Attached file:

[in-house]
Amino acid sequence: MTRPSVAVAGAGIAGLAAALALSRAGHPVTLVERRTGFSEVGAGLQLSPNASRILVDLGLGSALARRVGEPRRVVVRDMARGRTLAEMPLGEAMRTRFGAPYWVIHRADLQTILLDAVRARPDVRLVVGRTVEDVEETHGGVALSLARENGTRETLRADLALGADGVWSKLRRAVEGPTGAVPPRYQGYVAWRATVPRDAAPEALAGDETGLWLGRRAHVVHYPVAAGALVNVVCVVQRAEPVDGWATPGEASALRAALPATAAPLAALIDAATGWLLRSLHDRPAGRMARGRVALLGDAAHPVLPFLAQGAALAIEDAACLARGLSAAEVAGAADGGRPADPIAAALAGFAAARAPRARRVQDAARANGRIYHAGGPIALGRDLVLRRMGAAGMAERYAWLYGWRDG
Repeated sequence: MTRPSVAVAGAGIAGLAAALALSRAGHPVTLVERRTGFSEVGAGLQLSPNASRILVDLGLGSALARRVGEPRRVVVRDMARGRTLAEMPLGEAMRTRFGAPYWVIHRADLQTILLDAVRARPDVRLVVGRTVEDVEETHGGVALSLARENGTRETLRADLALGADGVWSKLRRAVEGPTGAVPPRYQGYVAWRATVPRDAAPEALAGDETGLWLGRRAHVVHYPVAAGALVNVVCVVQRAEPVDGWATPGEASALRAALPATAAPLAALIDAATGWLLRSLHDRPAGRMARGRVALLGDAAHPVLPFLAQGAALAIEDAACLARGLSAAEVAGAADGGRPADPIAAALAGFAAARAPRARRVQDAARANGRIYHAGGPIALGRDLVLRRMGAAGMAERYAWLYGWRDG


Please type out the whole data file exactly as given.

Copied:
[in-house]
Amino acid sequence: MTRPSVAVAGAGIAGLAAALALSRAGHPVTLVERRTGFSEVGAGLQLSPNASRILVDLGLGSALARRVGEPRRVVVRDMARGRTLAEMPLGEAMRTRFGAPYWVIHRADLQTILLDAVRARPDVRLVVGRTVEDVEETHGGVALSLARENGTRETLRADLALGADGVWSKLRRAVEGPTGAVPPRYQGYVAWRATVPRDAAPEALAGDETGLWLGRRAHVVHYPVAAGALVNVVCVVQRAEPVDGWATPGEASALRAALPATAAPLAALIDAATGWLLRSLHDRPAGRMARGRVALLGDAAHPVLPFLAQGAALAIEDAACLARGLSAAEVAGAADGGRPADPIAAALAGFAAARAPRARRVQDAARANGRIYHAGGPIALGRDLVLRRMGAAGMAERYAWLYGWRDG
Repeated sequence: MTRPSVAVAGAGIAGLAAALALSRAGHPVTLVERRTGFSEVGAGLQLSPNASRILVDLGLGSALARRVGEPRRVVVRDMARGRTLAEMPLGEAMRTRFGAPYWVIHRADLQTILLDAVRARPDVRLVVGRTVEDVEETHGGVALSLARENGTRETLRADLALGADGVWSKLRRAVEGPTGAVPPRYQGYVAWRATVPRDAAPEALAGDETGLWLGRRAHVVHYPVAAGALVNVVCVVQRAEPVDGWATPGEASALRAALPATAAPLAALIDAATGWLLRSLHDRPAGRMARGRVALLGDAAHPVLPFLAQGAALAIEDAACLARGLSAAEVAGAADGGRPADPIAAALAGFAAARAPRARRVQDAARANGRIYHAGGPIALGRDLVLRRMGAAGMAERYAWLYGWRDG